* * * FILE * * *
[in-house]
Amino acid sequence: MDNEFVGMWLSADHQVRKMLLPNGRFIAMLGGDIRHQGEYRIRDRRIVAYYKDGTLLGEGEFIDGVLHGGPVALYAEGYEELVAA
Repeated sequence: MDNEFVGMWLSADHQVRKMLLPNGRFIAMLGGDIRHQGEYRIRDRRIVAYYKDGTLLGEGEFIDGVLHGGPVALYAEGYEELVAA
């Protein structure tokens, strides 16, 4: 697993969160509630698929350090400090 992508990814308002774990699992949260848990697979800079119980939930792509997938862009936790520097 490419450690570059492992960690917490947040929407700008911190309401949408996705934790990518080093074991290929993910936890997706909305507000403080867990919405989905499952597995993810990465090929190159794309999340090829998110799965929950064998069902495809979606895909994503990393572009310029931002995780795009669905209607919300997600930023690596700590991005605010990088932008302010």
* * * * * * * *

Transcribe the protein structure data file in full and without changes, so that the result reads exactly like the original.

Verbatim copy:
[in-house]
Amino acid sequence: MDNEFVGMWLSADHQVRKMLLPNGRFIAMLGGDIRHQGEYRIRDRRIVAYYKDGTLLGEGEFIDGVLHGGPVALYAEGYEELVAA
Repeated sequence: MDNEFVGMWLSADHQVRKMLLPNGRFIAMLGGDIRHQGEYRIRDRRIVAYYKDGTLLGEGEFIDGVLHGGPVALYAEGYEELVAA
């Protein structure tokens, strides 16, 4: 697993969160509630698929350090400090 992508990814308002774990699992949260848990697979800079119980939930792509997938862009936790520097 490419450690570059492992960690917490947040929407700008911190309401949408996705934790990518080093074991290929993910936890997706909305507000403080867990919405989905499952597995993810990465090929190159794309999340090829998110799965929950064998069902495809979606895909994503990393572009310029931002995780795009669905209607919300997600930023690596700590991005605010990088932008302010």